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individual patient request/need for retreatment; hence, the number of treatments needed to maintain symptom control varied for each patient. Data were integrated across the phase 3 and extension studies and were analyzed by onabotulinumtoxinA treatment cycle (number of onabotulinumtoxinA treatments received). Change from study baseline at week 12 in OAB symptoms of UI episodes (coprimary endpoint), micturition frequency, and urgency were evaluated in the female subpopulation. Volume voided/ micturition, duration of treatment effect, adverse events (AEs) and use of clean intermittent catheterization (CIC) were also assessed. Results: A total of 749 female patients entered the extension study, with 502 patients followed for 2 years or more. As of June 2013, median follow-up was 127 weeks (2.4 years). Discontinuation rates due to AEs/lack of efficacy were low (4.3 %/4.5 %). Results are presented for treatment cycles 1–5 since they provide a sufficient number of patients to yield an interpretable result as of this interim analysis. The mean baseline voiding parameters were: 5.58 UI episodes/day, 11.59 micturitions/day and 8.42 urgency episodes/day. Reductions in UI episodes/day were consistently observed at week 12 following repeat onabotulinumtoxinA 100U treatments: reductions were −3.32, −3.71, −3.87, −3.21, and −3.25 (treatment cycles 1–5). The proportions of patients who achieved ≥50 % reduction in UI episodes/day with repeat treatment in cycles 1–5 were 68.1, 70.9, 72.1, 64.5, and 63.3 %, respectively. Other OAB symptoms were also consistently reduced over repeated onabotulinumtoxinA treatments; reductions in the frequency of micturition episodes were −2.59, −2.94, −2.83, −2.41 and −2.82, and reductions in urgency episodes were −3.87, −4.11, −4.22, −3.62 and −3.96 (treatment cycles 1–5). A consistent increase in volume voided/micturition was noted with repeat treatment: 53.5, 58.7, 57.9, 52.0 and 52.7 mL over 5 treatment cycles, respectively. Median duration of effect was 24.1, 33.4, 27.9, 24.3, and 23.7 weeks (treatment cycles 1–5). Urinary tract infection was the most common AE in each treatment cycle (29.6, 28.8, 28.4, 21.3, and 19.5 %), and no change was observed in the AE profile over time. CIC rates were 4.1, 3.6, 4.3, 4.5 and 3.1 % (treatment cycles 1–5). Conclusions: Repeat treatment with onabotulinumtoxinA 100U provided consistent and sustained improvements in OAB symptoms in female OAB patients with UI who were inadequately managed by an anticholinergic therapy. OnabotulinumtoxinA was well tolerated, with a consistent safety profile over repeated treatments with no new safety signals. References: 1. World J Urol (2003) 20: 327–336. 2. Scan J Urol (2013) Epub ahead of print; doi:10.3109/ 21681805.2013.814707.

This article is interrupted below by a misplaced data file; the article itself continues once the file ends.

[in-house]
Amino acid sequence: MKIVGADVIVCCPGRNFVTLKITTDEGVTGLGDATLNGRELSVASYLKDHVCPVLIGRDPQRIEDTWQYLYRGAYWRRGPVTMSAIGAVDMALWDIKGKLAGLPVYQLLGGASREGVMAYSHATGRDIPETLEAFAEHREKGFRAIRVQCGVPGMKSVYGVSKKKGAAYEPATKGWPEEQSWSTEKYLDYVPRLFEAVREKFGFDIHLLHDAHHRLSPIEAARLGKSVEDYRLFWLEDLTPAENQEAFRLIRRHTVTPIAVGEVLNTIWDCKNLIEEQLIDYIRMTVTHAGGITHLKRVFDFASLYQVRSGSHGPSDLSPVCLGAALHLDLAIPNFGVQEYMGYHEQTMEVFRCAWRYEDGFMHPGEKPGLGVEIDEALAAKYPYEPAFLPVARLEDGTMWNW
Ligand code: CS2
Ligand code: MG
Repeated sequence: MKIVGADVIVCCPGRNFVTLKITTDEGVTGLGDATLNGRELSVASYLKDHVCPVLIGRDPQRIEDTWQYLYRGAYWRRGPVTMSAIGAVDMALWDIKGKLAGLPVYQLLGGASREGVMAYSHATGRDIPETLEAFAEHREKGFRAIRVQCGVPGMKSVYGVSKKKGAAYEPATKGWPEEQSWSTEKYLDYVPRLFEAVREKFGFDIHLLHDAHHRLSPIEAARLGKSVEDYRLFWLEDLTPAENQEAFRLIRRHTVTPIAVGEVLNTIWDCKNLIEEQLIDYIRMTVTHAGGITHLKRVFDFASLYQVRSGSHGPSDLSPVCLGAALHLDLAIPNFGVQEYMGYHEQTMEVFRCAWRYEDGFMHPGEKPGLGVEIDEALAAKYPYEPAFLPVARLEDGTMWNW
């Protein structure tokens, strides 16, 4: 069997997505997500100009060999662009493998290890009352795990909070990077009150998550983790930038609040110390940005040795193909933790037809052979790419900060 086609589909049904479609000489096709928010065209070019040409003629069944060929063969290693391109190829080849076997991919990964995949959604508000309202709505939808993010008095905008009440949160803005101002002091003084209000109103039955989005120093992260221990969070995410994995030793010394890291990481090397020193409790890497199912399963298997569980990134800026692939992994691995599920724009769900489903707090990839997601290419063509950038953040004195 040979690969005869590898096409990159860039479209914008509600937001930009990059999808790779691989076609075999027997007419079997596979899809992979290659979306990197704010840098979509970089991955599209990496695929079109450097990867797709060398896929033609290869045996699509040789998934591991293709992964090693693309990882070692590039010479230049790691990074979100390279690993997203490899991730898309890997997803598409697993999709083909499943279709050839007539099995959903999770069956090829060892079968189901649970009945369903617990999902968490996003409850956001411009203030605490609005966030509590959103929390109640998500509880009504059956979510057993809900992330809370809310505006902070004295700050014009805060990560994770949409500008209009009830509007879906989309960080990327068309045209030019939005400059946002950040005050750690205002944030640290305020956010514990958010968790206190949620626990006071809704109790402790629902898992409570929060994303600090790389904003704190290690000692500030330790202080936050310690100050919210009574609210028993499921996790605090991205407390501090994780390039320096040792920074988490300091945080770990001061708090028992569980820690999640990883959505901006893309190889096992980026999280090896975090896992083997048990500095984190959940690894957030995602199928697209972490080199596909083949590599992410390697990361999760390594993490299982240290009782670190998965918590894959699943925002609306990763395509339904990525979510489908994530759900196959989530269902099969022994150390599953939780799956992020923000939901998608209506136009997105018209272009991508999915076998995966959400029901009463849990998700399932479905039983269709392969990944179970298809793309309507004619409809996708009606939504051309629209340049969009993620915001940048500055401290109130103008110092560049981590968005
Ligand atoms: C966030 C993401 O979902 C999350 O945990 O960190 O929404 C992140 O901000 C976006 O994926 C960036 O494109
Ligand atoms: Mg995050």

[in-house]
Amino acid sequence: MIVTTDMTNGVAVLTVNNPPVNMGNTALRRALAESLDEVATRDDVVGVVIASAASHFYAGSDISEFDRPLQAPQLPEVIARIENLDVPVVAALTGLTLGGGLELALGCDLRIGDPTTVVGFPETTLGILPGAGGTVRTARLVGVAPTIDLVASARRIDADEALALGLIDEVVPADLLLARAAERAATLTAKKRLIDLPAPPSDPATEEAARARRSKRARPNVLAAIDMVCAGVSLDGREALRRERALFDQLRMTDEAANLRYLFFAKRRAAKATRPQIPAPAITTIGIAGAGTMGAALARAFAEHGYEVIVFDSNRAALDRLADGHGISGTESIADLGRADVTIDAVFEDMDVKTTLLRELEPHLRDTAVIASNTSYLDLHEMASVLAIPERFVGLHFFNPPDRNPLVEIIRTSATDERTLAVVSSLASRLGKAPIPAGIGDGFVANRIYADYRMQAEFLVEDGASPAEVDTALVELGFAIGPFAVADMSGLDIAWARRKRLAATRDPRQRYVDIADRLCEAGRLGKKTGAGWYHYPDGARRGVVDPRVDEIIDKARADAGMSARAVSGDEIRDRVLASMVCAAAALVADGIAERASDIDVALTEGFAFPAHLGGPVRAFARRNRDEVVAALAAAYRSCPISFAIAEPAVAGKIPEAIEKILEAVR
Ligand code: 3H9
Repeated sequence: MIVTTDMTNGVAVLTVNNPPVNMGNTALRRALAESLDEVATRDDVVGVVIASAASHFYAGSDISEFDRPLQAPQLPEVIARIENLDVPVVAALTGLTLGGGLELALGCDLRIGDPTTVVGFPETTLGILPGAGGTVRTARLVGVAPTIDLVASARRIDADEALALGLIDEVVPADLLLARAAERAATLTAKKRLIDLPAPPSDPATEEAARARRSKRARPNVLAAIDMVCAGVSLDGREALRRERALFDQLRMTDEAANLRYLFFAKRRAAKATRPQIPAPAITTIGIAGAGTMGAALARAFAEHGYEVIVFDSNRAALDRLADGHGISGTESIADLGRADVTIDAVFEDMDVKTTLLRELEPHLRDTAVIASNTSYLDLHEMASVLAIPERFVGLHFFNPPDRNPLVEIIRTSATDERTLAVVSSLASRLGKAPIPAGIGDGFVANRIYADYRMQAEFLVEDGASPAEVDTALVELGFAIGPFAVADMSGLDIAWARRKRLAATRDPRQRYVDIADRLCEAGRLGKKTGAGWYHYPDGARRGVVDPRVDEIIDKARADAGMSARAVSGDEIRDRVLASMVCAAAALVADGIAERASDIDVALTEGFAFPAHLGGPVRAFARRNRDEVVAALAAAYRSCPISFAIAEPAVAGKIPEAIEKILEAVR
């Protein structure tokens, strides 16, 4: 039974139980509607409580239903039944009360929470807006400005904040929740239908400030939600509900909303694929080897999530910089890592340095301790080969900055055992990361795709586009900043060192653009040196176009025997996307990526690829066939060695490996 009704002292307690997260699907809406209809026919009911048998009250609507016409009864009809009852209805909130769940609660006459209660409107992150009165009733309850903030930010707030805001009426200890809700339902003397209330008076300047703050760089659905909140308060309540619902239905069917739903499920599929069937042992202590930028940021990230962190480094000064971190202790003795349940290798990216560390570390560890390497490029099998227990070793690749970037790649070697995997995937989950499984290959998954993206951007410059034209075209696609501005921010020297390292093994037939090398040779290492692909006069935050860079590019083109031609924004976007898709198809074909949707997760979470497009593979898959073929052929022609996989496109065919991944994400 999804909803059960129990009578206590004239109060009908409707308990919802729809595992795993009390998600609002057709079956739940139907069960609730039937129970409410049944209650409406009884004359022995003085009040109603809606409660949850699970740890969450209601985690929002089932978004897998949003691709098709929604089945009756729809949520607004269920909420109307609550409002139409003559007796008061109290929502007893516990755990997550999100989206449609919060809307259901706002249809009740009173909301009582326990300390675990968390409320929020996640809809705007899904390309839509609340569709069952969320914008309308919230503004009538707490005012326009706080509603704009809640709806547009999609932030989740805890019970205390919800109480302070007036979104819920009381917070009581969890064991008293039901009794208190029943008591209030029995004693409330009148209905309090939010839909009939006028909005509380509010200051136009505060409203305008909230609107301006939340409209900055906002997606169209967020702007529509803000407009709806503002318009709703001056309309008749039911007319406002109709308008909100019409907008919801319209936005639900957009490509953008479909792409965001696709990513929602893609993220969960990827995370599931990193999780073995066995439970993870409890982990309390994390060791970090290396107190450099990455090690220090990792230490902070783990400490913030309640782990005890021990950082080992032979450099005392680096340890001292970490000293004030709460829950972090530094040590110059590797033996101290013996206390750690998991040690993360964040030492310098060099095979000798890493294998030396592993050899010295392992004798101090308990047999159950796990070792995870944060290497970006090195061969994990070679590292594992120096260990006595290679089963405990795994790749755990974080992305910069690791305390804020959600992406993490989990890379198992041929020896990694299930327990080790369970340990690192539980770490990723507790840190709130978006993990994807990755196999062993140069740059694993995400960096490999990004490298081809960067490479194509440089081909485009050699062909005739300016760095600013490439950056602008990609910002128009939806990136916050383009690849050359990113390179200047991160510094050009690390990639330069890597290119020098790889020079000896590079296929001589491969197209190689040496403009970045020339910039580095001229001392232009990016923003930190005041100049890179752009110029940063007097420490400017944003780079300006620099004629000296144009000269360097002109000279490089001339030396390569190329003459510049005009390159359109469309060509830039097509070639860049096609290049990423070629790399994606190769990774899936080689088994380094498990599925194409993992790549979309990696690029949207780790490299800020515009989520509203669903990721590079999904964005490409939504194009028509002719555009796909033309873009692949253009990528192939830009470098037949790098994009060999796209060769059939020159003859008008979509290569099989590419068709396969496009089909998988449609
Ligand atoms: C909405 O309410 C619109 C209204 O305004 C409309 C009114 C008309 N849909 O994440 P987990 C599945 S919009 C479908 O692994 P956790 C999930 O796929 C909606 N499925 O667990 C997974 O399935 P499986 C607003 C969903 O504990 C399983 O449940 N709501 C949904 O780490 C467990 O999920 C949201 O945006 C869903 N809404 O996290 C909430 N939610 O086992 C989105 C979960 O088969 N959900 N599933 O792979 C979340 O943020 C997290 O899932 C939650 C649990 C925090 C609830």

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Disclosure Block: Tomasz Rechberger: Astellas: Advisory Committee Member, Consulting Fee. Allergan: Advisory Committee Member, Consulting Fee. [email protected]: Speaker, Honoraria. Matthew Parsons: Pfizer: Consultant, Travel Grant. Steven Guard: Allergan Ltd: Employee, Salary. Yan Zheng: No disclosures. David Ginsberg: Allergan: Scientific Medical Advisor, Consulting Fee. Allergan: Speaker’s Bureau, Honoraria.